When the stock market does nothing but go up, it leaves few opportunities for value investors. However, after steadily trending up for several months, markets have lately run into rough weather. In fact, the recent dip has created an attractive buying opportunity for two stocks.
Both these stocks have seen their share prices drop significantly due to the coronavirus pandemic, and they haven't bounced back as strongly as many others have. This, in my view, allows investors to get in on these stocks while they are still cheap.
Tilly's: The rare retailer that's adding stores
Specialty retailer Tilly's (NYSE:TLYS) was forced to close all of its stores because of the coronavirus pandemic, which subsequently sent its stock lower. It started its most recent quarter with all of its stores closed, and at the moment, has 10 of its stores in the Los Angeles area still shut. Total net sales in the quarter declined 16% from the previous year. However, management noted that sales are starting to recover significantly, and in the most recent week of available data, year-over-year comparable-store sales were flat.
That said, management has been running the company conservatively for years, growing the store base cautiously and maintaining a pristine balance sheet. Even with the setbacks caused by the pandemic, the company still has $111 million in cash on hand. That's almost $3.7 for each of its nearly 30 million shareholders. With the stock trading at a little under $7, more than 50% of its share price is in cash. For investors, that's a floor that the stock price is unlikely to fall below.
While many of its competitors are shrinking their store base, or going bankrupt, Tilly's is growing. It plans to add two locations this year, and at least seven in 2021. The company sees the turmoil in the environment as an opportunity to gain market share. In 2019, retailers closed 9,500 stores, and the coronavirus pandemic is likely going to lead to many more than that in 2020. When the dust settles, and all the liquidation sales are completed, Tilly's will be in a position to capture a portion of that market share vacated by closing stores.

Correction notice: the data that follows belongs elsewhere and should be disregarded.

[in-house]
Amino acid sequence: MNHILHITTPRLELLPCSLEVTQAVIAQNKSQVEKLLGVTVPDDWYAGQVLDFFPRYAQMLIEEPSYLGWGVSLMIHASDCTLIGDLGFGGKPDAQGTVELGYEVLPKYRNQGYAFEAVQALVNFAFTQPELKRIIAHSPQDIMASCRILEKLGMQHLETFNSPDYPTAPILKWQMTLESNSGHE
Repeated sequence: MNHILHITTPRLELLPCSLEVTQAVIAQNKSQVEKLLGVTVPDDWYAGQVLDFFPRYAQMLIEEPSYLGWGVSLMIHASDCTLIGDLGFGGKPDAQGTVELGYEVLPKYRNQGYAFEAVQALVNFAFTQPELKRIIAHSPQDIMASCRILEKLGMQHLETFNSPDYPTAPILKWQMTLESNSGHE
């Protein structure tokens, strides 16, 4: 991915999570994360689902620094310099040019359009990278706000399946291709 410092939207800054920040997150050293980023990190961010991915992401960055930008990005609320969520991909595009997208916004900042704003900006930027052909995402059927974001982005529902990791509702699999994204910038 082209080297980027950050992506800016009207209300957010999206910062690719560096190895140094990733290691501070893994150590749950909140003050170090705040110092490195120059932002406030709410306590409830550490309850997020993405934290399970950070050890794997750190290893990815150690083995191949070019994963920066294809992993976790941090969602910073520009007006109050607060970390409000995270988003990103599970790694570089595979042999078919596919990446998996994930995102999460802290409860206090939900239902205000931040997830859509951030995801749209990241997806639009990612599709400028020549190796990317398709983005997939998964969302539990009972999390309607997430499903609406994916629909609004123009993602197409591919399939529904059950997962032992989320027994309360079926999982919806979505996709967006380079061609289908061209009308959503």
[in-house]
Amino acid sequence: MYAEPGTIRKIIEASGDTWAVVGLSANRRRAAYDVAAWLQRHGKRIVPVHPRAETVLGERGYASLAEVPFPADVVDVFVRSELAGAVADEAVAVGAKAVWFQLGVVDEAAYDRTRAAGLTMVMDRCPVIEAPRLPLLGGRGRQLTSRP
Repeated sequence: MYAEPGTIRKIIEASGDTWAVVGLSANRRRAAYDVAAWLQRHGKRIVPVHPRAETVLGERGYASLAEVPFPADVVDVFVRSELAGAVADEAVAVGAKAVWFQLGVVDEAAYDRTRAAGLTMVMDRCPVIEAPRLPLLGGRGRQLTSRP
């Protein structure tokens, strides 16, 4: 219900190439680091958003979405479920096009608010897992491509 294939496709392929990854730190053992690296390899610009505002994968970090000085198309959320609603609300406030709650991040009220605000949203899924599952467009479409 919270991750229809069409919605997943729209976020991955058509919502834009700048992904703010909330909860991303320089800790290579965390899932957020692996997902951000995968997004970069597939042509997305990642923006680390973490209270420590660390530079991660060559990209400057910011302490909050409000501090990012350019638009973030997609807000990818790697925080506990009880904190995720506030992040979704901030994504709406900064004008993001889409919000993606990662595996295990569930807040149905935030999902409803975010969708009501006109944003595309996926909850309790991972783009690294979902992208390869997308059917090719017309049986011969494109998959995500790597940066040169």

Now trading nearly 50% lower than at the beginning of the year, this could be the right choice for bargain-hunting investors. Should business operations return to near pre-pandemic levels in 2021, then using the trailing three-year average earnings per share of $0.70 translates to an attractive forward price to earnings ratio of 8.8. For a growing retailer, that's a steal.
Macy's stock is oversold
Similarly, Macy's (NYSE:M) share price is down 65% year to date, giving investors the chance to buy the retailers' stock at a discount. Once it gets to the other side of the pandemic, Macy's offers investors earnings at a low price.
The company did pull in $25 billion in revenue in each of the last three fiscal years. Admittedly, earnings per share have been declining during that period. To address its challenges, management is taking steps such as closing under performing stores, opening more off-price locations, and expanding its digital capabilities.
In its most recent quarter, comparable store sales were down 34.7% from the previous year due to store closures and people's hesitancy to return to stores once they reopened. However, now that the company has more information on the changes in consumer trends as a result of COVID-19, it has adjusted its inventory to closer align itself with customer demand. CEO Jeff Gennette said during the second-quarter conference call, "For holiday 2020 newness represents nearly 50% of the total gift assortment, led by items in beauty and home."
The company is also shrinking its store base. In February at an investor day presentation, the company indicated that it plans to close 125 of its lowest-performing stores in the next three years. Importantly, when the company owns the store, the sale and closure bring in significant cash infusions. In the last three years, this has resulted in cash inflows of more than $1 billion.
While the company is shrinking its portfolio of poor-performing full-price stores, it is expanding its off-price locations. Consumers are shifting their tastes toward discounted shopping, and Macy's wants to be where the customer is. Retailers such as TJ Maxx and Ross Stores have benefited from this shift in recent years, and even its premium competitor Nordstrom has a higher ratio of off-price to full-price locations than Macy's.
With over $4 billion in available liquidity, including credit lines, Macy's has the wherewithal to make it through the tough times. Meanwhile, its plan for the next few years looks better aligned with consumer demand. As of now, the market doesn't think that the company can execute its plans and reverse the slide in revenue and earnings, as evidenced by the stock price drop and inexpensive valuation. At its current price levels, you can acquire shares of Macy's stock for roughly two times its three-year average trailing earnings per share.
The steps management is taking, such as expanding its discount locations, investing in digital stores, and upgrading brick-and-mortar stores, has proven to work elsewhere. That said, it's easier said than done, and it remains to be seen if the company can execute on the plan. In the meantime, Macy's seems to be a cheap consumer goods stock that is on sale for savvy investors.